You’ll see above that we can see in the Return-Path, the envelope ‘from’ address, is set to the internal resdomain.local domain.

While this is valid on the internet, many receiving mail servers will consider an invalid Return-Path domain enough of a reason to mark the message as spam, or completely reject the message.

As this example is a lab environment, it is possible to easily reconfigure the network and Office 365 so that messages can be relayed directly from the application server. We’ll change the configuration for testing purposes to the configuration shown below:

Direct Test

Upon making the configuration changes, we’ll re-perform the SMTP relay test, as shown below:

Direct Test

After the message is received, we’ll follow the same investigation process as before and examine the message headers once the email has been successfully received. Routing directly, rather than via Exchange Hybrid shows that this time the Return-Path is as expected:

Proper Return Path

So, what’s going on?


Look at the unusual capitalisation of the Return-path in the first example and note that it’s exactly the same as the emboldened address in the Mail Contact object (the reply address):

SMTP Bad Default Reply to Address

Exchange on-premises is receiving the email then using the Mail Contact object as the envelope-from address when relaying it through to Office 365. It is not changing the reply address seen by the user, so at first glance everything behaves as expected.

Although Office 365 has the same Mail Contact object, the behaviour is not the same. Exchange Online is not changing the envelope address.

You could consider relaying all your application servers through Office 365 and Exchange Online directly. However this configuration isn’t suitable for many organizations, because it requires extensive firewall changes including allowing application servers to directly communicate over the internet.

Instead, we’ll choose to correct this by updating our application servers’ contact object within the Exchange on-premises environment. You’ll find the most straight-forward fix here is to set the correct address as the reply-to address in the Mail Contact, as shown in the example below:

SMTP fixed reply to address
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Exchange 2016

Unleash the “Hidden Magic” in the Exchange Server Role Requirements Calculator


Every Exchange project should use the Exchange Server Role Requirements Calculator. The calculator helps us estimate the hardware requirements for new Exchange Server environments. All it needs is some input about your design requirements, along with the user messaging profiles.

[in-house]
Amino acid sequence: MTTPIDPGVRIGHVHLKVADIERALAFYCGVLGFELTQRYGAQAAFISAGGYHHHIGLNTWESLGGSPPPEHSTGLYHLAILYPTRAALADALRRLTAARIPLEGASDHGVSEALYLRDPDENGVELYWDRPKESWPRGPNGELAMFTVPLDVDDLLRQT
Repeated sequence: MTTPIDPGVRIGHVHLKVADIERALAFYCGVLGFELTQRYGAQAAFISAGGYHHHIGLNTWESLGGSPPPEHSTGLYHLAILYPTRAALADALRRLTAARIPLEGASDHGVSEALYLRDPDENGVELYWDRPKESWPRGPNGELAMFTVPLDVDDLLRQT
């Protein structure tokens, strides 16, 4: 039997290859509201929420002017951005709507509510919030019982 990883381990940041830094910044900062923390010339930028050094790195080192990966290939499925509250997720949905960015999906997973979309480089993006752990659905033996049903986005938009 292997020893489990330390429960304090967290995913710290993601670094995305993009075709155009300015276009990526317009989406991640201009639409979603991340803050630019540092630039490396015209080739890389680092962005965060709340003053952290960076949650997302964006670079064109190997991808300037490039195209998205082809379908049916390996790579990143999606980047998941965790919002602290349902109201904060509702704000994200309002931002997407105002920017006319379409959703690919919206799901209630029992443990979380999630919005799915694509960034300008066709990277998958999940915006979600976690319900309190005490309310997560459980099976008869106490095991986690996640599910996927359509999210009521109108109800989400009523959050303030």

Microsoft updates the Exchange Server Role Requirements Calculator regularly. Before you start designing a new environment, make sure to download the newest version available. You can see the changes in each version on the release notes page. At the time of this writing, the latest version is 9.1.

As you can see in the screenshot above, the calculator is an Excel spreadsheet with several tabs. You fill out the Input tab and the calculator does the rest for us.

The purpose of the calculator is to give us an accurate view of the hardware requirements of the Exchange Server design. But what many people don’t realize is that also provides us with deployment scripts. This is what I refer to as the secret magic of the calculator.

The Deployment Scripts

The deployment scripts generated by the Exchange Server Role Requirements Calculator provide us with several benefits:

  • Speeds up the deployment of the Exchange servers and DAG
  • Provides documentation of the steps taken during the DAG implementation
  • Makes sure you don’t miss some of the vital configuration steps during DAG setup
  • Makes for a reusable process if you work as a consultant in different environments

This is a great tool for you to take advantage of. The days of logging on to each server and manually making configuration changes are over. Instead, we should be scripting deployments so that we achieve predictable outcomes.

So, where do we find these deployment scripts? Well, they’re hiding out on the tab in the calculator named Distribution.

As you can see we have five buttons:

  • Export DB Mount List – creates the Servers.csv file.
  • Export DAG List – creates the DAGInfo.csv file.
  • Export Primary DB List – Creates the MailboxDatabases.csv file.
  • Export Copy DB List – Creates the MailboxDatabaseCopies.csv file.